The dispute between union dockworkers and Mitsui-owned United Grain has escalated since the company locked out 44 dockworkers on 27 February after it alleged that a union official had sabotaged equipment in December, an accusation the ILWU denies. The union has since witnessed the company bringing in replacement workers. Some local church leaders have organised a petition in support of the dockworkers and have joined protests outside the local Holiday Inn where the replacement workers are staying.
The dispute is over the changes to an 80-year-old collective bargaining agreement, as part of a larger conflict between grain-terminal operators and union dockworkers in the Pacific Northwest. The ILWU claims that the company’s imposed contract is concessionary and severely undercuts the union’s ability to represent workers on a variety of workplace matters.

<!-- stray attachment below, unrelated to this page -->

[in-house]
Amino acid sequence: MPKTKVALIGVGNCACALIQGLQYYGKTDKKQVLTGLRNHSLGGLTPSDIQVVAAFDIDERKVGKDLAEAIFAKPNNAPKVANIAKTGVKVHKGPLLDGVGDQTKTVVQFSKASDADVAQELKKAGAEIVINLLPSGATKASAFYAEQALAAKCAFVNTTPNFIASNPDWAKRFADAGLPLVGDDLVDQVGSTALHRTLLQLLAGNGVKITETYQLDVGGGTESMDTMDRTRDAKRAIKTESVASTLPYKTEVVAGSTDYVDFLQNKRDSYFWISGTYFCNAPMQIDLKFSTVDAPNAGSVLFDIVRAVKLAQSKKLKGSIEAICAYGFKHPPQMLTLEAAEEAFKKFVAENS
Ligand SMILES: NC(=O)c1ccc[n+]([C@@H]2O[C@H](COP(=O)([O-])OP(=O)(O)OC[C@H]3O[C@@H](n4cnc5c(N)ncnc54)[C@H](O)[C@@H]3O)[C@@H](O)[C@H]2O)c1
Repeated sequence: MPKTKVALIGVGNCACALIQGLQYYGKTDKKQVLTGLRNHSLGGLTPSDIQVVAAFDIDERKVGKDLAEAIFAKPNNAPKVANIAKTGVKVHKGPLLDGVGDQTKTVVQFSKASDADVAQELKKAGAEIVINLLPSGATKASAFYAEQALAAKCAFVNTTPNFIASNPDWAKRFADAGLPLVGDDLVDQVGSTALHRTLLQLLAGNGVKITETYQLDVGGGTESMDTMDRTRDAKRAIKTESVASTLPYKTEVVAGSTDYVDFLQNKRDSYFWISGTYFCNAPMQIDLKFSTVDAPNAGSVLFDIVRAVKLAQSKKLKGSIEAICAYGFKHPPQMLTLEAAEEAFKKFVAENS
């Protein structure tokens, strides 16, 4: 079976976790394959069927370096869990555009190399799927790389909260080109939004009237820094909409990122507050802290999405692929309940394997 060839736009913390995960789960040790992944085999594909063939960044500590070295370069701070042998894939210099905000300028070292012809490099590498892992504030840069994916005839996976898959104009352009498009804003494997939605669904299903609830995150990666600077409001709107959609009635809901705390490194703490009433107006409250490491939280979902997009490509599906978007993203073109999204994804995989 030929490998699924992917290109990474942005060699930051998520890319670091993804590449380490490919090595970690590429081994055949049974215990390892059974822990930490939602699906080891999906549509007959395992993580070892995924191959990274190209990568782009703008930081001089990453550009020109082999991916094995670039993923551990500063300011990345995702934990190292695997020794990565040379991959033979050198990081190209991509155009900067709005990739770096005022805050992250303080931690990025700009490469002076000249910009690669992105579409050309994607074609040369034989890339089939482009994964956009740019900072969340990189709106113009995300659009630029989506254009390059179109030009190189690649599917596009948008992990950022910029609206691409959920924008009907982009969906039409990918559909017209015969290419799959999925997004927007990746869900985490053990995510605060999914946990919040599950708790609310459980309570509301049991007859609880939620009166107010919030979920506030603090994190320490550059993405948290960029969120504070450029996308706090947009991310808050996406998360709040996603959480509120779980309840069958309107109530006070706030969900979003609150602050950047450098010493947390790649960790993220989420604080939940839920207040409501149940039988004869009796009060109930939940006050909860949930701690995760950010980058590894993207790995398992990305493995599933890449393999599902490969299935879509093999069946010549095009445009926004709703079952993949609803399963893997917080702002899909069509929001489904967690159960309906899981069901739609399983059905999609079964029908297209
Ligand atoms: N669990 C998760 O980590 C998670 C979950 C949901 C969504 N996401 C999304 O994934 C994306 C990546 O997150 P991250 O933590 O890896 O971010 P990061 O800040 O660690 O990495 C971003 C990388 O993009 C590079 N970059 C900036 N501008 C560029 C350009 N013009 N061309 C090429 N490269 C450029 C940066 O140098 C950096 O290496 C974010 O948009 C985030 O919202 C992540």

The Vancouver police have forwarded around two dozen, in the view of the union frivolous, charges against ILWU members in relation to the protests over the last nine weeks to the city attorney’s office for review. ILWU spokeswoman Jennifer Sargent said it was her understanding that there had been five citations and two arrests, “all misdemeanors”. She added: “Each of the workers has pled not guilty, and each one will be vigorously defended.”
Sargent added: “The law enforcement response on the picket line is excessive and designed to intimidate the picketers and trespass on speech rights. The Vancouver police are simply acting in concert with Mitsui. It’s truly unfortunate but not unexpected.”
To show support for the locked out dockworkers, visit Labour Start’s campaign page.